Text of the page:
In a new study from the University of Arkansas, researchers found a potential cause of long-lasting symptoms experienced by COVID-19 patients, often referred to as long-haulers.
They found an antibody that shows up weeks after initial infection and attacks and disrupts a key regulator of the immune system.
As many as 30% of COVID-19 patients experience lingering fatigue, brain fog and shortness of breath.
The cause of long COVID-19 has eluded scientists, but the team’s discovery sheds important new light on the molecular-level mechanisms behind it.
The antibody creates problems for the immune system by attacking the angiotensin-converting enzyme 2 (ACE2). The ACE2 enzyme helps regulate the body’s response to the virus by metabolizing a peptide that activates the immune system.
The attacking antibody interferes with ACE2’s work, which makes the antibody a prime suspect for the long-lasting illness.
In the study, the team tested plasma or serum for ACE2 antibodies in 67 patients with known SARS-CoV-2 (the virus that causes COVID-19) infection and 13 with no history of infection.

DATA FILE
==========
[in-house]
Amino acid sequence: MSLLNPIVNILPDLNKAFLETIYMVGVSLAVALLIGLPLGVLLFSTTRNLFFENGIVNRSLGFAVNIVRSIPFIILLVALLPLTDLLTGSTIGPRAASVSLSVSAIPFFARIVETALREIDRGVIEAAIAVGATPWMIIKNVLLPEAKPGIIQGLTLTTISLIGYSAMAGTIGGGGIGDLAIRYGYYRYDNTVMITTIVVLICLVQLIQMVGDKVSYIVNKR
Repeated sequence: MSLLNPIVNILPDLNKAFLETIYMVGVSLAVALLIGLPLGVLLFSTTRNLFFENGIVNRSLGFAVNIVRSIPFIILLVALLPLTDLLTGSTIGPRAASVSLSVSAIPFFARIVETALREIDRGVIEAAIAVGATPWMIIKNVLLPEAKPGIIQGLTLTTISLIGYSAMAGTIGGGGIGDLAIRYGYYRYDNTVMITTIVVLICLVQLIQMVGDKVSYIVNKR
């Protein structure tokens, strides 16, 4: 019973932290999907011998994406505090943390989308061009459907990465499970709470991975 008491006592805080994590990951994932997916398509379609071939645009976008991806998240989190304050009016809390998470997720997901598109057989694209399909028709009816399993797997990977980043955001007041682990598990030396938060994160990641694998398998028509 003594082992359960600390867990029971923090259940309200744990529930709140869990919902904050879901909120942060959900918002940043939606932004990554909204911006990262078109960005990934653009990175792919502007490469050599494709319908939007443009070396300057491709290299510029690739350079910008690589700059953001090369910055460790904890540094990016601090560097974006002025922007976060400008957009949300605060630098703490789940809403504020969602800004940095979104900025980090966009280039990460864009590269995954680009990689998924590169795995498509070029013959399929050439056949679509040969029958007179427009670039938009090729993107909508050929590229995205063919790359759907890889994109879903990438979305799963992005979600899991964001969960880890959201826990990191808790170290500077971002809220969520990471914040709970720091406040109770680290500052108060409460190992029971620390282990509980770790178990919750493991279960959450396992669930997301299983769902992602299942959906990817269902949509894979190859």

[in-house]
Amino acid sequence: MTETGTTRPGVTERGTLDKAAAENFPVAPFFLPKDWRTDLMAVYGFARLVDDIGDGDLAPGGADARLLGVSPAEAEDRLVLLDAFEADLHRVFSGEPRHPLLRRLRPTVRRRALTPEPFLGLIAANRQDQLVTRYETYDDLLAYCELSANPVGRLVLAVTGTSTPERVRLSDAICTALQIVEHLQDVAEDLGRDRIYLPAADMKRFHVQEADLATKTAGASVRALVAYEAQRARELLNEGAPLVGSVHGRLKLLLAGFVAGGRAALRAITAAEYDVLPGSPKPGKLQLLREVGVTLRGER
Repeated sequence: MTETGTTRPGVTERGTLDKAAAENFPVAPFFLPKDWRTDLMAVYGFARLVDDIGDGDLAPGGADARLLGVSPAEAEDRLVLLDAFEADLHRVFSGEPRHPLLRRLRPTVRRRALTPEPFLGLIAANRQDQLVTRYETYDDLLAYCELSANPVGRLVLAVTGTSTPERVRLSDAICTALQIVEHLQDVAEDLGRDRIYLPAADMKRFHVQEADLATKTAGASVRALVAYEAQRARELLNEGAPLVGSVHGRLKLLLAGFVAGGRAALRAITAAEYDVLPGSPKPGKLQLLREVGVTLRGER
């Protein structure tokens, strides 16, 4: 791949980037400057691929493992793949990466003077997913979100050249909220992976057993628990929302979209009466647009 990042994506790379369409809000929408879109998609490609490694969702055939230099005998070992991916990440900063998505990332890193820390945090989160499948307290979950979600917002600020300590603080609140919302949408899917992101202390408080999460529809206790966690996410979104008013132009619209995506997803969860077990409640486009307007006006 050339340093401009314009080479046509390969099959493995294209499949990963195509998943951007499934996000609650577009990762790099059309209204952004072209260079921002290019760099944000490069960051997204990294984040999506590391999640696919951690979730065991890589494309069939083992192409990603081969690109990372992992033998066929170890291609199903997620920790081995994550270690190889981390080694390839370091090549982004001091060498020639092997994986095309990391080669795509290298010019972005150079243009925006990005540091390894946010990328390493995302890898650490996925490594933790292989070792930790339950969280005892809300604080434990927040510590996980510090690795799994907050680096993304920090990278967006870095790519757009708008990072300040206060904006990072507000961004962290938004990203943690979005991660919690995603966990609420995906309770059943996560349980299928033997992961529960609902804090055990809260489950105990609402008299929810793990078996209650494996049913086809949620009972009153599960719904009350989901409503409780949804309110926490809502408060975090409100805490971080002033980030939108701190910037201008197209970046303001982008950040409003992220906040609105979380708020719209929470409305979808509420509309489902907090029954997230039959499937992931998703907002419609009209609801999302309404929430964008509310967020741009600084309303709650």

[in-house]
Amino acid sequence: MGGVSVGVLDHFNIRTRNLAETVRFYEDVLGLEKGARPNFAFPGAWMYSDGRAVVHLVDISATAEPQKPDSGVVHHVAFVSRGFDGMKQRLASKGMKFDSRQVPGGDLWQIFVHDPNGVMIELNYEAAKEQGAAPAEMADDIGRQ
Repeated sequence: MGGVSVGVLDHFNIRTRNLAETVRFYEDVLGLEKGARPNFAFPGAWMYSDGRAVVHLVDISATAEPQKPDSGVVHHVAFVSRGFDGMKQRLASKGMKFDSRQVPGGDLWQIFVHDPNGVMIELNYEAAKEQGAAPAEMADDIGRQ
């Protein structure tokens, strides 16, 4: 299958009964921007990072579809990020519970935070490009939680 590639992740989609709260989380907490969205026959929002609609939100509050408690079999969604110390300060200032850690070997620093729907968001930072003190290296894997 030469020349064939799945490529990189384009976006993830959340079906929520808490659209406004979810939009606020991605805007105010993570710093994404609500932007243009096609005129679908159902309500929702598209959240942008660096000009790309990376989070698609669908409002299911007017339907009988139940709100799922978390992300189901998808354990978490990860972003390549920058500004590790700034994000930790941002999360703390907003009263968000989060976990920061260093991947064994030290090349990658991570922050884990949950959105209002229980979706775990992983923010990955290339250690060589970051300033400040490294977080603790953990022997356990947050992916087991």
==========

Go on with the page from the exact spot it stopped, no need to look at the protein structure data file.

In 81% of blood samples from patients in Arkansas and Oklahoma with a history of COVID-19, the samples had the antibody that attacked the ACE2.
In participants with no history of COVID-19, no antibodies were created to attack the ACE2 enzyme.
The team says if they show that the whole hypothesis is right, that this interference of ACE2 really does cause long COVID, then it opens up many potential treatments.
If their next steps confirm that this antibody is the cause of long COVID symptoms, there are medications that should work to treat them.
If you care about long COVID, please read studies about long COVID more likely in these people and findings of long COVID: symptoms experienced during infection may predict lasting illness.
For more information about long COVID and your health, please see recent studies about many people with mild COVID-19 still have long-term symptoms and results showing that signs of ‘long COVID’ can be found in eyes.
The study is published in PLOS ONE. One author of the study is John Arthur, M.D., Ph.D.
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